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welcome back, everyone. the u.s. supreme court just sided with the trump administration and granted a request to uphold the travel ban for refugees. the order affects about 24,000 people that would have been granted entry by an appeals court ruling last week. now, they're banned wungs agaon. the supreme court will consider the full legality of the ban in october. north korea calls the latest u.n. sanctions a heinous
provocation. they're the strongest measures ever made against the regime, meant to choke off the country's economy and ban one-third of its oil imparts. be u.s. president donald trump says there could be much more to come. >> we had a vote yesterday on sanctions. we think it's just a very small step. not a big deal. rex and i were just discussing not big. i don't know if it has any impact. but it was nice to get a 15-0 vote. those sanctions are what will have to happen. >> ian lee joins us live from seoul. we've seen north korea's reaction. is this an indication that pyongyang is really concerned about this new round of sanctions in a way it hasn't been before?
>> reporter: rosemary, they're definitely not happy about it. we heard this from many statements from the north korean government from before the sanctions. they said there would be unbearable consequences. and afterwards, called it further provocation. harsh threats and rhetoric from the north. will it have an impact? that's the big question. you know, and will they feel the pinch? north korean's have been able to skirt sanctions in the past. there's a concern that with the furtherer sanctions, they might go an unorthodox measure and try to sell the nuclear secrets to other people. the missile technology, something that would be difficult to keep tabs on. there's some concern about the sanctions being implemented and what they could do. one thing they told us they will do is accelerate the nuclear
program. these sanctions, any international pressure suspeisn going to have an affect on the nuclear program, the number one program in the future, rosemary. >> that's what we've seen in the past. numerous sanctions so north korea and little impact. watching the progress now being made with the nuclear program. why should this be any different? >> reporter: that is the big question. will it really have any difference? and you're right. you brought up a good point, that north korea in the past, has surprised people by how quick they've been able to develop. not only their nuclear program. but also, the missile tech technology. especially when they said they can put a hydrogen bomb on an intercontinental ballistic missile. the new things we heard from the u.s. ambassador to the united nations, nikki haley, is the toughest yet. and it goes after important
industries. more specifically, textiles that bans the export of $800 million a year. you also have foreign laborers, about 100,000 north koreans working abroad. they bring home about $500 million. that will be affected. you have oil, as well. really putting the screws to north korea. but then, we heard from the russian president, vladimir putin, said the north koreans would eat grass before they gave up their nuclear program. while on one hand you have the international community trying to put the screws on north korea, north korea doesn't seem to be affected by or at least the nuclear program doesn't seem affected by it. >> what is it that north korea wants here? does it want direct talks with the united states? or is this just about defending its nation? what's it really pushing for here? >> you got a couple things,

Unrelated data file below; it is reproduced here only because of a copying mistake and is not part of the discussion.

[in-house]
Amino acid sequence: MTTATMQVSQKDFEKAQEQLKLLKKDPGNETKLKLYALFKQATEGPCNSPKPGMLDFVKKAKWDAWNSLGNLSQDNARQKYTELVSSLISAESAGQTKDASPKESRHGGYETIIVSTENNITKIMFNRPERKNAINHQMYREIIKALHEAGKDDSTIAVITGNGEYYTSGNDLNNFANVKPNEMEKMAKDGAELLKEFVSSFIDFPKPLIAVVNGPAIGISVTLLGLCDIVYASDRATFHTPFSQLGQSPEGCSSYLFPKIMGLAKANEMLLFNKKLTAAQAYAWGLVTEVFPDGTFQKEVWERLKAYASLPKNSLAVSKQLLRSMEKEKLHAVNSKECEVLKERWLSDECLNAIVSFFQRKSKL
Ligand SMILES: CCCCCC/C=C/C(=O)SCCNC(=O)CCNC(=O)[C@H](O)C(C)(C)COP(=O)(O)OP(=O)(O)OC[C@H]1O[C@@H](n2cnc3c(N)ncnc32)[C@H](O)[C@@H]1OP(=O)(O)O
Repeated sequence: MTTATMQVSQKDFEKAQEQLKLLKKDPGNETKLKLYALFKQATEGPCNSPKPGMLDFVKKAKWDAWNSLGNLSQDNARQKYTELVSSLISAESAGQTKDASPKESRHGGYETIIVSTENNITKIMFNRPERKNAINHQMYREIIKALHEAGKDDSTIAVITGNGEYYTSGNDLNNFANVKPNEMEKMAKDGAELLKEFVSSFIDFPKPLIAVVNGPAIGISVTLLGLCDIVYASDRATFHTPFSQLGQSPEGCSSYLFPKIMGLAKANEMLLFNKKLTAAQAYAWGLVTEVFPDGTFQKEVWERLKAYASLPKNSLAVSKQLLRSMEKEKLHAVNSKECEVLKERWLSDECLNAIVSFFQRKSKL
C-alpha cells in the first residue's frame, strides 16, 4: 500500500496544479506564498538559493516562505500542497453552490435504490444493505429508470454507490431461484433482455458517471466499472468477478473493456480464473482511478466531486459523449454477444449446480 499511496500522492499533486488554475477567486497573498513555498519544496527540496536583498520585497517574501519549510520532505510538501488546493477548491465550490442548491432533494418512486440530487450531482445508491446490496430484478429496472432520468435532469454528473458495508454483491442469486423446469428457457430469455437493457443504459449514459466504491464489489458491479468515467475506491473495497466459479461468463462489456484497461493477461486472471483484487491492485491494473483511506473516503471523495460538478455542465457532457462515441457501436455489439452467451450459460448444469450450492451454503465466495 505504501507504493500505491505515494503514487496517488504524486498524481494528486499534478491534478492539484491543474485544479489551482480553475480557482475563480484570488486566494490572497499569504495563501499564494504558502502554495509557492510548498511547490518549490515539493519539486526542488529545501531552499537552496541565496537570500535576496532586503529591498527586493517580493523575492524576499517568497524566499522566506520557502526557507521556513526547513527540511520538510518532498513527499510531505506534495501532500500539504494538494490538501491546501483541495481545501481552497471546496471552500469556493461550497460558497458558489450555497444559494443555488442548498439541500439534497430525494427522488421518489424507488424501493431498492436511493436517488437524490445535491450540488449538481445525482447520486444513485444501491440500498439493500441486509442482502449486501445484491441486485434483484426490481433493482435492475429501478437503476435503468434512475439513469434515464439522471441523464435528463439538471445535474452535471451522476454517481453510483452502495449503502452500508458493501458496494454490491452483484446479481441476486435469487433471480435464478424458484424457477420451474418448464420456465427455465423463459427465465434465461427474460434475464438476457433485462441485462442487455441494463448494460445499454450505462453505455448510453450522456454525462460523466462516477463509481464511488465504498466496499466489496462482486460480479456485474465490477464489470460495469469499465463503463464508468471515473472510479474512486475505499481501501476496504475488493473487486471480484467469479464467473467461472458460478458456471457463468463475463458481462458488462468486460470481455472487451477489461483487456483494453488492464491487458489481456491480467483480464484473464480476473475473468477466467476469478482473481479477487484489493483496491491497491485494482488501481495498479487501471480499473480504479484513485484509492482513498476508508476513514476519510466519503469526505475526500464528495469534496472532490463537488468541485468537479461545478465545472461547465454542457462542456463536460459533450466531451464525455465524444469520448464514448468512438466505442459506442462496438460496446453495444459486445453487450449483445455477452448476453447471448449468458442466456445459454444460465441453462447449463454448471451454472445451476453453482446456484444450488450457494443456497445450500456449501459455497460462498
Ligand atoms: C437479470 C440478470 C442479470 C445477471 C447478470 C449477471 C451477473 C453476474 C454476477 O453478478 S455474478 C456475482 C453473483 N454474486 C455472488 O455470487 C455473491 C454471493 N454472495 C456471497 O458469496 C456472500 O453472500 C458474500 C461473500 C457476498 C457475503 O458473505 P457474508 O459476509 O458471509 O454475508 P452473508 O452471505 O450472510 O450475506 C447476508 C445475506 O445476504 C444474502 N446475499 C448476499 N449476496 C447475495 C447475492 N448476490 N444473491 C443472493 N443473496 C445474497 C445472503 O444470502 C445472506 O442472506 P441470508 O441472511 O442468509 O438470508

rosemary. first and foremost, north korea knows what happened to iraq and libya, which gave up their programs of weapons of mass destruction. and they saw how the united states went into iraq and supported the rebels of libya. they don't want to be the third country. but also, they want to be seen as a legitimate nuclear power. they want to talk to the united states, as two nuclear powers. and that's just something that the united states, south korea, japan, other countries aren't willing to do. the united states said, they're willing to talk to north korea. but first, they have to dismantle their nuclear program. you have that big rift, rosemary. one they don't seem to be able to cross that divide anytime son soon. >> ian lee, with that live report. it's nearly 4:45 in the afternoon. many thanks. as far as north korea sees it, the u.s. is the aggressor, stirring tensions and raising
fears with its annual joint military drills with south korea. as paula hancocks reports, seoul believes those exercises are crucial. >> reporter: this mission has come over from japan, to carry out a live fire drill. it's very important they train with the south koreans. engaging an imaginary enemy. the combined force of tanks, artillery and ground fire. [ gunfire ] two countries united on the battlefield. south korean air support covers for u.s. marines on the ground. the u.s. military says this kind of live-fire drill is vital to